A Step-by-Step Guide to Helping People with Suicidal Thoughts
This blog contains descriptions of suicidal thoughts and behaviors. Please proceed with caution and do not read if you are sensitive to this kind of language. Instead, take care of yourself and reach out for help.
Suicide is a serious problem in the United States and around the world. It is one of the leading causes of death across all age groups and accounts for the second-highest number of deaths in people aged 10 to 35. As prevalent and terrifying as this issue may be, there’s one important fact to keep in mind: you can help prevent suicide.
At some point in your life, someone you love may have thoughts of suicide. By having a plan of action, you can help them survive this difficult time.
1. Ask If They Have Thoughts Of Suicide
Many people are afraid to ask someone if they are thinking of suicide. Not only is it a difficult conversation, but people worry that they will plant the idea into someone’s mind. However, research shows that asking frankly about suicidal thoughts actually decreases thoughts of suicide. When you open up this discussion, make sure that the other person understands that you are not passing judgment and that you’re there to support them.
Ultimately, you want to get to the most pressing question: “Are you thinking about suicide?” However, other important questions can help you get there.
To discover is a loved one is considering suicide, you may ask:
- How are you handling all the things going on in your life?
- Do you ever just want to give up?
- Do you sometimes think about dying?
Once you ask these questions, be sure to be ready to hear the answers.
2. Listen and Connect
If the person gives any indication of wanting to die, stay with them. Whether by phone or in-person, it’s important to be with them however you can. Listen to them talk about their experiences and feelings.
If you can’t physically be near the person, ask who is nearby and can support them. It’s important to listen to the answer carefully. Even if they name someone you wouldn’t choose, encourage your loved one to reach out to someone nearby.
During this step, you do not need to feel like you’re validating their wish to die. Instead, you’re reinforcing your connection. This step can stop the person’s feelings of isolation, which often contribute to suicidal thoughts and actions.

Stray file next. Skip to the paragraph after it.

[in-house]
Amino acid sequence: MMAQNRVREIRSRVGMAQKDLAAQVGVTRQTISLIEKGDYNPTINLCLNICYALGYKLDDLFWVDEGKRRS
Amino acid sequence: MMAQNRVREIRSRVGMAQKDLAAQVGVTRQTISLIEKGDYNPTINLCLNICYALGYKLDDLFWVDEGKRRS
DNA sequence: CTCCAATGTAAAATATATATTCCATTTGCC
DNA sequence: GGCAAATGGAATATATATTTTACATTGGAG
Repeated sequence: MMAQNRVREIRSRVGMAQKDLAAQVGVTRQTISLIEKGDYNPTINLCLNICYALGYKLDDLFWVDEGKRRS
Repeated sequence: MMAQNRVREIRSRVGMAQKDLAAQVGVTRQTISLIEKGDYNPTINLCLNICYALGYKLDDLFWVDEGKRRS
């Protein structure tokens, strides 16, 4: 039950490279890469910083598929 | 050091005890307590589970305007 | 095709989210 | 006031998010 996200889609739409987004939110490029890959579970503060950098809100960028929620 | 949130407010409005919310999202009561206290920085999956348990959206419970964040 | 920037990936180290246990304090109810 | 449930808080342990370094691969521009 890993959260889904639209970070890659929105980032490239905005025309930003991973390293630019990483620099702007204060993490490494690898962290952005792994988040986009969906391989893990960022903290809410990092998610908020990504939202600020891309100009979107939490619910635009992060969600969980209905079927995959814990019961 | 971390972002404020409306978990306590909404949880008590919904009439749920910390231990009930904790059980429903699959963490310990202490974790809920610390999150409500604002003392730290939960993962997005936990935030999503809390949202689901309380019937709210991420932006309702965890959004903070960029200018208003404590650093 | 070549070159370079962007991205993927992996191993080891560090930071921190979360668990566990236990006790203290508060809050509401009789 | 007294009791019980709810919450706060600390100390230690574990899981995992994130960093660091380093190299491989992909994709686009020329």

3. Establish Immediate Safety
Once your loved one is reminded of their connection to you, it’s time to get them to safety.
If a loved one is considering suicide, you may want to ask:
- When you think about suicide, do you have a plan?
- Do you have access to weapons?
- Do you have medication on which you could overdose?
The goal here is to understand how the person would die by suicide if it were to happen. Then, put both time and physical distance between the person and that method. For example, if your loved one says they would use a firearm, be sure to restrict access to all firearms.
4. Help Them Find Appropriate Help
You likely know that your loved one needs help, but knowing what kind of help to get can be more difficult. This is another case in which it’s important to listen and make a plan based on the person’s individual circumstances.
If the person has a specific plan, immediate action should be taken. This person may need to go to the nearest emergency room or call the National Suicide Prevention Lifeline at 1-800-273-8255.
If you’re not sure whether the emergency department is the right place to go, you can call the lifeline yourself. They can give you the tools that you need to determine the immediate threat and keep your loved one safe.
Remember that there are many different types of suicidal thoughts. Some mean the person is in more immediate danger. If your loved one is having passive suicidal thoughts with no plan, they may benefit more from contacting professionals who specialize in mental health care. If you’re not sure, calling the lifeline and taking their advice is the best choice.
5. Keep in Touch
An estimated 43 percent of all suicide deaths occur in the month after someone is released from the hospital, and 47 percent of those people die before their first follow-up appointment. Stark statistics like these show how important it is to follow-up with someone during and after treatment for suicidal thoughts.
Once your loved one has gotten help, be sure to stay connected to them. A phone call, text, or message can make a big difference. This continued support reduces the risk of feeling isolated again, and can even reduce the risk of suicide. You can also let your loved one know that you are a safe person to talk to if they ever think about suicide again.